" FREDERICK: '*** The underlying Bill dealt with automatic withholding of child support and required that this happen on the same day the employee was paid. When the Bill got to the Senate, the business community came to me and said that there was [sic ] some cases where the checks could not be processed the same day and asked that I lengthen the time to three business days, which I have done. It also includes an intent on the part of the employer not to pay before the penalty is imposed. I move concurrence on Senate Amendment #1 of House Bill 554.'

SPEAKER SATTERTHWAITE: 'Representative Dunn.'

DUNN: 'Thank, you, Madam Speaker. I rise in opposition to the concurrence motion. This legislation, those of you who are sensitive to employers, should look at this legislation very closely because the legislation provides for a penalty of $100.00 for each day the child support is not paid. The Sponsor has indicated that there is a provision inserted in here about intention or knowingly not paying. I haven't seen that in the language. I presume that that is so, but you must take into account especially for smaller employers who may have three or four or five employees and have the bad luck to have each of them be divorced and be a payor, and one pays weekly, one pays twice a month, one pays every two weeks, one pays once a month and the employer is supposed to be right on top of each of those situations and failure to send a child support payment in subjects the employer to a penalty not of $100.00, but of a $100.00 each day that that payment is late. There is some confusion about whether mailing the check in complies, so not only is there confusion, but this penalty is way, way too stiff for this legislation. So I would urge the members not to support this legislation in its present configuration.'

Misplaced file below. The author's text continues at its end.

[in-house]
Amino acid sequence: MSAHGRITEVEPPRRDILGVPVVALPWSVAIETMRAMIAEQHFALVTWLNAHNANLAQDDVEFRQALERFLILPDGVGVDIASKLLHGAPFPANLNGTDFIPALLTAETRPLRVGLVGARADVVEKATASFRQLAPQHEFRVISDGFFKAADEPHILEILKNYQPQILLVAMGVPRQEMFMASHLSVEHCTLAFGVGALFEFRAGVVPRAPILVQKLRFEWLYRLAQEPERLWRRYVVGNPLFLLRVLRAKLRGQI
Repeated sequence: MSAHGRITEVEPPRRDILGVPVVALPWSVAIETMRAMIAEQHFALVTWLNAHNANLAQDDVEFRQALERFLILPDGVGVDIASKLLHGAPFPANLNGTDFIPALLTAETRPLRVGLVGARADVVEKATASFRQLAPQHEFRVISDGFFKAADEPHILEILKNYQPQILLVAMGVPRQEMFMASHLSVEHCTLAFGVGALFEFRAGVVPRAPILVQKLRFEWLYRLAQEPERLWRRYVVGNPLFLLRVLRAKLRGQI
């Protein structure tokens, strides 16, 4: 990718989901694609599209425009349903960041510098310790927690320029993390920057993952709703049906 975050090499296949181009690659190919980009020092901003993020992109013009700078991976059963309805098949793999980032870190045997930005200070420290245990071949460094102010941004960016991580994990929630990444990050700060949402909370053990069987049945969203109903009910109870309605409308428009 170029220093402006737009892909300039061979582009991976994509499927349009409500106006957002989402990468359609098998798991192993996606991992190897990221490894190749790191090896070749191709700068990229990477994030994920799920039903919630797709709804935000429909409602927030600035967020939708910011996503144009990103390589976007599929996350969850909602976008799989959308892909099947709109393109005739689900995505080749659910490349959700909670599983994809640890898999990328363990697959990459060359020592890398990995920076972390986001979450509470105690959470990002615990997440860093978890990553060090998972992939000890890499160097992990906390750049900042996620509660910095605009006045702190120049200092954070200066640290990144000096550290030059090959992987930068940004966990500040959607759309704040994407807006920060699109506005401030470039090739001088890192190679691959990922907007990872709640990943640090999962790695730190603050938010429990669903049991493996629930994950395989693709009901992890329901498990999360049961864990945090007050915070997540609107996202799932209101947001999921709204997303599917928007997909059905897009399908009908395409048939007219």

SPEAKER SATTERTHWAITE: 'Any further discussion? Representative Frederick to close.'

FREDERICK: 'Yes. Thank you, Madam Speaker. The penalty is in the Bill right now and in order...for it to be applied, there has to be an employer that knowingly withheld the payment to the ex-wives. So, I don't see this as a real negative in the Bill, and I really ask for your support and concurrence on Senate Amendment #1 on House Bill 554.'" (87th Ill. Gen. Assem., House Proceedings, June 28, 1991, at 32-34.)

The Bill passed 109 to 1, with one member voting present.